CAN mainly carries out slope stabilisation work using roped access. Wingfield says quarrying has become a strong market and railways remains buoyant.
One of the big changes in slope stabilisation is that soil nailing is now widespread. Five years ago it was rare. Wingfield says this is linked to acceptance of sacrificial corrosion by the Highways Agency and the rail sector.
This has helped the use of selfdrilling hollow nails, which win on cost compared with a double corrosion protection system previously demanded. Where the client is not prepared to accept sacrificial corrosion, double corrosion protection steel nails are increasingly losing out to carbon fibre and glass reinforced bolts.
Procurement and partnering
Partnering - 'real' partnering where all parties benefit - is becoming more common. True, it is more apparent on large contracts, but there is evidence that the concept is filtering down to smaller projects. This is possibly the most significant positive development for the geotechnical sector in decades.
'Price is always important, but it is becoming less so, ' says Bachy's David Corke. 'More important is the client's confidence in your ability to perform and deliver.' Corke believes this long-anticipated change in contract procurement is becoming a reality because clients are much more involved.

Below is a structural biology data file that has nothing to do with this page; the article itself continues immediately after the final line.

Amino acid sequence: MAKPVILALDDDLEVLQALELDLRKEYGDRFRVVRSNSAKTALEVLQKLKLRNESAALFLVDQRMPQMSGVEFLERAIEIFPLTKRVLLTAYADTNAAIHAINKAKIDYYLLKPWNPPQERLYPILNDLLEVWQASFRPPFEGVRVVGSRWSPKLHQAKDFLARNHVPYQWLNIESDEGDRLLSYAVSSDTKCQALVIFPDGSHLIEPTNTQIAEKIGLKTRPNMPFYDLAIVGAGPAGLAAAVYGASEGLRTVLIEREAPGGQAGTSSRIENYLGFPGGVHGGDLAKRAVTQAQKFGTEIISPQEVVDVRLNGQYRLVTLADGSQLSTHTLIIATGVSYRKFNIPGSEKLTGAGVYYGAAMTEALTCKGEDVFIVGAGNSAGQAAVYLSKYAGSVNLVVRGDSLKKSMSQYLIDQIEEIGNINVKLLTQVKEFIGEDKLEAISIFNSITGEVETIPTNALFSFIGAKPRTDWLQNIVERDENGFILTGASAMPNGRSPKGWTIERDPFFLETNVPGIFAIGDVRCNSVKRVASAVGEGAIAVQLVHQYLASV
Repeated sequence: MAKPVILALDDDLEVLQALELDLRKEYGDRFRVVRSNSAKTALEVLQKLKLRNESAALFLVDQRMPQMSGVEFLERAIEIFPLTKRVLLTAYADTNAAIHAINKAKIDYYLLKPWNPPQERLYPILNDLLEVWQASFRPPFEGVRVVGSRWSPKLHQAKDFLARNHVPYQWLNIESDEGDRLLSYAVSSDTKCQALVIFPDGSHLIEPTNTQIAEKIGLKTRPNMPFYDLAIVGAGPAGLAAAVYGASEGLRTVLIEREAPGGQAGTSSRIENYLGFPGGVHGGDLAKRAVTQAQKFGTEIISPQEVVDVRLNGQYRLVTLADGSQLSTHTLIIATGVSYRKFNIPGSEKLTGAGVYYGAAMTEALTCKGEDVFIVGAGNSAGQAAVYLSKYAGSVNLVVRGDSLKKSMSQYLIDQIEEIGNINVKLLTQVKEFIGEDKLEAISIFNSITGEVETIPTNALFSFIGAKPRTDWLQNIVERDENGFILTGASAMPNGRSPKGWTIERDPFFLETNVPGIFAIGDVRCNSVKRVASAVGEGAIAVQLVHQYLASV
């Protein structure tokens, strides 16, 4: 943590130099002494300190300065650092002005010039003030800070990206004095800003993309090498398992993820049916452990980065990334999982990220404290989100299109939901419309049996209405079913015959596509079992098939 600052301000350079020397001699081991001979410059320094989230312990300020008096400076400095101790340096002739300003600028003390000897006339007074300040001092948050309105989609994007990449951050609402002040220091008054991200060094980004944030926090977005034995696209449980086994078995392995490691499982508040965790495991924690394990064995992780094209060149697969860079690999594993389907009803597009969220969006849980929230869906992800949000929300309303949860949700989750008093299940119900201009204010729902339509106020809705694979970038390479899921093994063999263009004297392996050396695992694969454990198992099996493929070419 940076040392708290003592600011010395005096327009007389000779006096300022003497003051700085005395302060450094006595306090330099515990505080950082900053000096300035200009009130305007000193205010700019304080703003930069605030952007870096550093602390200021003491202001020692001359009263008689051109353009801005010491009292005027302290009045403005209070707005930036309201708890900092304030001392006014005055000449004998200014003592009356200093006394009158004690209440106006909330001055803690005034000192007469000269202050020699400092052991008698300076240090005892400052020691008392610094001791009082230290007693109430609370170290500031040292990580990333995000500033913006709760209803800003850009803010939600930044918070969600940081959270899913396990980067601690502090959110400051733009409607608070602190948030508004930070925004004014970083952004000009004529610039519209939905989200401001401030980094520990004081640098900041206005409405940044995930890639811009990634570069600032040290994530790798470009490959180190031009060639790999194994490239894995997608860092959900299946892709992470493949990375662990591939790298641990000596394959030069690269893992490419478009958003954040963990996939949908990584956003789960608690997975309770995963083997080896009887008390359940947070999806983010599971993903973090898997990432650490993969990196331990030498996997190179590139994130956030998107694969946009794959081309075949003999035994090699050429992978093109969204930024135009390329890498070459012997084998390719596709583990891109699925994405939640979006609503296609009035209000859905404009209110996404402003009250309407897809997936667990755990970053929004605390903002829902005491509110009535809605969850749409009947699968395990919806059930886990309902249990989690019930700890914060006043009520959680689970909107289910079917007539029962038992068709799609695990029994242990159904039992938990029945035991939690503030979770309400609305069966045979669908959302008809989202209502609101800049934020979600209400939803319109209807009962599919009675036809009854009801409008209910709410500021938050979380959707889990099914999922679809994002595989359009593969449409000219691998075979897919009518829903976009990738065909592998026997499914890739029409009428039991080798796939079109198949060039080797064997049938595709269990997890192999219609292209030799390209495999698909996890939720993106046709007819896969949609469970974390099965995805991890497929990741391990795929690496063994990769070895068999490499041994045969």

'Gradually, people are starting to understand the benefits of working together. It is a long haul, but it is definitely happening.' Cementation's Mike Putnam agrees there has been a shift in project procurement, particularly on complex and larger jobs. The key to success, he says, 'is to focus on clients and projects where we can bring in value engineering and good technical solutions'.
'We tend to get very focused on the work we are going for and steer away from projects that are going to be procured through a traditional approach, ' Putnam says.
He believes traditional contracting is a lottery. 'We prefer to concentrate on areas where we can determine a positive outcome.' It is not only the big firms working with high-profile clients that have picked up on the changes. Mid-size geotechnical contractor Ritchies is also doing far more design and construct.